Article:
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Investigating Liang Bua

Homo floresiensis has only been found on the island of Flores. What hominin fossils have been discovered there?
Professor Rainer Grün with a cast of H. floresiensis.
© Griffith University
Homo floresiensis has only been found on the island of Flores. What hominin fossils have been discovered there?
The original excavations at Liang Bua in 2003 uncovered the partial skeleton of an adult female (LB1), which was missing the arms but included the cranium and mandible, along with leg bones, part of the pelvis, parts of the spine, ribs and shoulders (Brown et al., 2004; Morwood et al., 2005).
The area was carefully mapped and divided into different sectors – LB1 was found in Sector 7. Part of a second mandible (LB2) was found in Sector 4 (Brown et al., 2004).
In 2004, excavations continued on Sector 7 and the adjoining sector, Sector 11. The arm bones belonging to LB1 were recovered, along with other bone pieces also belonging to LB1. They also uncovered another adult mandible and skull fragments from other individuals – identifying a total of at least nine individuals (Morwood et al., 2005).
They dug to a depth of 11 metres, mapping the stratigraphy across the two sectors, and designating the layers from A (at the top) through to X (at 11 metres) – where they had not yet encountered bedrock (Morwood et al., 2005).

Pigmy elephants and other things

They did not just find H. floresiensis remains. The top layers contained fossil remains of Homo sapiens. Animal remains were also uncovered, including Stegodon, Komodo dragon, rat and bat remains. They also located charred bones and fire-blackened rocks arranged in a circular pattern – suggesting the use of fire. Some of the Stegodon bones had cut marks on them (Morwood et al., 2005).
With its short legs, longer arms and small size, H. floresiensis had some resemblance to the Australopithecines of Africa. The skull had features that were similar to Homo erectus, while yet other features were its own – such as its large feet (Aiello, 2010).
Excavations of the site since have produced tens of thousands of animal bones, including Stegodon, pigs, monkeys, snakes, lizards and birds, to name a few (van den Bergh et al., 2009; Morwood et al., 2009).

A huge discovery

Homo floresiensis created an enormous stir in archaeological circles. There were a few reasons for this:
  • Its estimated age – which overlapped with the estimated age of modern humans.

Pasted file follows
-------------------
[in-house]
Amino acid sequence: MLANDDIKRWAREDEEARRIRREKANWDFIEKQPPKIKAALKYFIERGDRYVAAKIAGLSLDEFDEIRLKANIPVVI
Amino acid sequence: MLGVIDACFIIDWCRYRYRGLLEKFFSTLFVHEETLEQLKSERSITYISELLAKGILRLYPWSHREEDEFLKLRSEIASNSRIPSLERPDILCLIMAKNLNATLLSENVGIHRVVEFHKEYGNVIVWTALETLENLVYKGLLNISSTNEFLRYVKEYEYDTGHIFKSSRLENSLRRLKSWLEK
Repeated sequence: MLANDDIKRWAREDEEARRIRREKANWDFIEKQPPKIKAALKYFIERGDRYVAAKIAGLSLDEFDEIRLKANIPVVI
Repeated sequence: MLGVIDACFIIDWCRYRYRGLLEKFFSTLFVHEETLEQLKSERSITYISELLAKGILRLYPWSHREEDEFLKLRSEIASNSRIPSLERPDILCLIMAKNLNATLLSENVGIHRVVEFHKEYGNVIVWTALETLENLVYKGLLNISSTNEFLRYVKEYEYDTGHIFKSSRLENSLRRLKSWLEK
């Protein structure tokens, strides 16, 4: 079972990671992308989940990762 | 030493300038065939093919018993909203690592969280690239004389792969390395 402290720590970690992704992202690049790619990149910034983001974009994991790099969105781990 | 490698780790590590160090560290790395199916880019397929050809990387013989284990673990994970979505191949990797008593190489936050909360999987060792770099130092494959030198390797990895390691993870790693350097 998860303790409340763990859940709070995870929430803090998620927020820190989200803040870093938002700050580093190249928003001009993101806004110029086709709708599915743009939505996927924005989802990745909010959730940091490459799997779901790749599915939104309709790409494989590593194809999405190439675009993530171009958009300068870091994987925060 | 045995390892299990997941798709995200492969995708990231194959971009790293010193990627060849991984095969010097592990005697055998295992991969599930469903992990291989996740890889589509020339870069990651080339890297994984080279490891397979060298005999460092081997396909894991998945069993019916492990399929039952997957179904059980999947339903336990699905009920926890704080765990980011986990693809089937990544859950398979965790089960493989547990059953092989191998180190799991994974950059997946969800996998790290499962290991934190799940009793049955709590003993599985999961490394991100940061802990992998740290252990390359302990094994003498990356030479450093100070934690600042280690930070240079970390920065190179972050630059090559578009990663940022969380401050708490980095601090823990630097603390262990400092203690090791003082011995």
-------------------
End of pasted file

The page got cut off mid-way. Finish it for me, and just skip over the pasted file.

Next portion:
• Only two hominin species were known from this region – Homo erectus and Homo sapiens (Morwood et al., 2009).
  • Its size – was it really a new species or a dwarfed specimen of H. erectus or H. sapiens (Wood and Boyle, 2016)?
Theories abounded, suggesting a pathological condition such as a disease or some hereditary abnormality that was causing H. floresiensis to be so tiny (Morwood et al., 2009).
Homo floresiensis did not fit neatly into the existing perspectives of human evolution.
The tiny Hobbit had arrived with a huge splash.
Watch this short video from Griffith University’s Know More in Sixty Seconds collection. It features Adam Brumm, an Associate Professor at ARCHE who specialises in the dispersal and evolution of early humans in this region. He sums up the challenges of the Hobbit in… well, sixty seconds.

This is an additional video, hosted on YouTube.

Your task

Hopefully, you can see why we spent so much time in week one explaining the principles and methods of dating, as well as introducing you to the major hominin species. It equipped you to quickly grasp the significance of finds such as the Hobbit.
Members of the team that discovered this species were tempted to name it Homo hobbitus, after the Lord of the Rings fantasy trilogy by Tolkien (Reader, 2011).
What do you think?
Please select the comments link and post your thoughts.


Brown, P., Sutikna, T., Morwood, M. J., Soejono, R.P., Jatmiko, Wayhu Saptomo, E. and Rokus Awe Due. (2004). A new small-bodied hominin from the Late Pleistocene of Flores, Indonesia. Nature 431, 1055–1061.
Morwood, M. J., Brown, P., Jatmiko, Sutikna, Wahyu Saptomo, T., Westaway, K.E., Rokus Awe Due, Roberts, R.G., Maeda, T., Wasisto, S. and Djubiantono, T. (2005). Further evidence for small-bodied hominins from the Late Pleistocene of Flores, Indonesia. Nature 437, 1012–1017.
Morwood, M. J., Sutikna, T., Saptomo, E.W., Jatmiko, Hobbs, D.R. and Westaway, K.E. (2009) Preface: research at Liang Bua, Flores, Indonesia. J. Hum. Evol. 57, 437–449.
Reader, J. (2011). Missing Links: In search of human origins. Oxford University Press. New York.
van den Bergh, G.D., Meijer, H. J. M., Due, R. A., Szabô, K., van den Hoek Ostende, L. W., Sutikna, T., Saptomo, E.W., Piper, P.J., Dobney, K. M., and Morwood, M.J. (2009). The Liang Bua faunal remains: a 95 k.yr. sequence from Flores, East Indonesia. Journal of Human Evolution 57:527–537.
Wood, B, & Boyle, E. K. (2016). “Hominin Taxic Diversity: Fact or Fantasy?” American Association of Physical Anthropologists. 159 37-78.
© Griffith University
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